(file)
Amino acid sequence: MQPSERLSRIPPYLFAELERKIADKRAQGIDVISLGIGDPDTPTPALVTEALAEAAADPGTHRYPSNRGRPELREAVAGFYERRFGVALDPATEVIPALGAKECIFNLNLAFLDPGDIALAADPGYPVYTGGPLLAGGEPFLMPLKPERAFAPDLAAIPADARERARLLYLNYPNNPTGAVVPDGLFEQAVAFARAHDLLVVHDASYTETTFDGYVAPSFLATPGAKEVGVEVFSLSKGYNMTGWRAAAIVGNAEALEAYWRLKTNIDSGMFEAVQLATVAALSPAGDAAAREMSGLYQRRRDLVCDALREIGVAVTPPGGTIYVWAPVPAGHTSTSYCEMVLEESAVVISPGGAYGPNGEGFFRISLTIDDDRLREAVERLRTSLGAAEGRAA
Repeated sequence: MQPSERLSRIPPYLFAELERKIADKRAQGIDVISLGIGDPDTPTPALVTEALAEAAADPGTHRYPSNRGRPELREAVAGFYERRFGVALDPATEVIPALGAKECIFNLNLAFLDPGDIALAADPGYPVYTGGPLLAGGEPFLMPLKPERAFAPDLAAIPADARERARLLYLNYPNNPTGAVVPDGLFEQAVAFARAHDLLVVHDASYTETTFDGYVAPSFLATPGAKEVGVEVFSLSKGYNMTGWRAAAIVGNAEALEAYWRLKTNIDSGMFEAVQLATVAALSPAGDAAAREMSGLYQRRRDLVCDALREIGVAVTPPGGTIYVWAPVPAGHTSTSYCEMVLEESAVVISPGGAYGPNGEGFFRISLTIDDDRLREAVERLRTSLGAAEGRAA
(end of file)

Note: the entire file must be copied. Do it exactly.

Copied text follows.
Amino acid sequence: MQPSERLSRIPPYLFAELERKIADKRAQGIDVISLGIGDPDTPTPALVTEALAEAAADPGTHRYPSNRGRPELREAVAGFYERRFGVALDPATEVIPALGAKECIFNLNLAFLDPGDIALAADPGYPVYTGGPLLAGGEPFLMPLKPERAFAPDLAAIPADARERARLLYLNYPNNPTGAVVPDGLFEQAVAFARAHDLLVVHDASYTETTFDGYVAPSFLATPGAKEVGVEVFSLSKGYNMTGWRAAAIVGNAEALEAYWRLKTNIDSGMFEAVQLATVAALSPAGDAAAREMSGLYQRRRDLVCDALREIGVAVTPPGGTIYVWAPVPAGHTSTSYCEMVLEESAVVISPGGAYGPNGEGFFRISLTIDDDRLREAVERLRTSLGAAEGRAA
Repeated sequence: MQPSERLSRIPPYLFAELERKIADKRAQGIDVISLGIGDPDTPTPALVTEALAEAAADPGTHRYPSNRGRPELREAVAGFYERRFGVALDPATEVIPALGAKECIFNLNLAFLDPGDIALAADPGYPVYTGGPLLAGGEPFLMPLKPERAFAPDLAAIPADARERARLLYLNYPNNPTGAVVPDGLFEQAVAFARAHDLLVVHDASYTETTFDGYVAPSFLATPGAKEVGVEVFSLSKGYNMTGWRAAAIVGNAEALEAYWRLKTNIDSGMFEAVQLATVAALSPAGDAAAREMSGLYQRRRDLVCDALREIGVAVTPPGGTIYVWAPVPAGHTSTSYCEMVLEESAVVISPGGAYGPNGEGFFRISLTIDDDRLREAVERLRTSLGAAEGRAA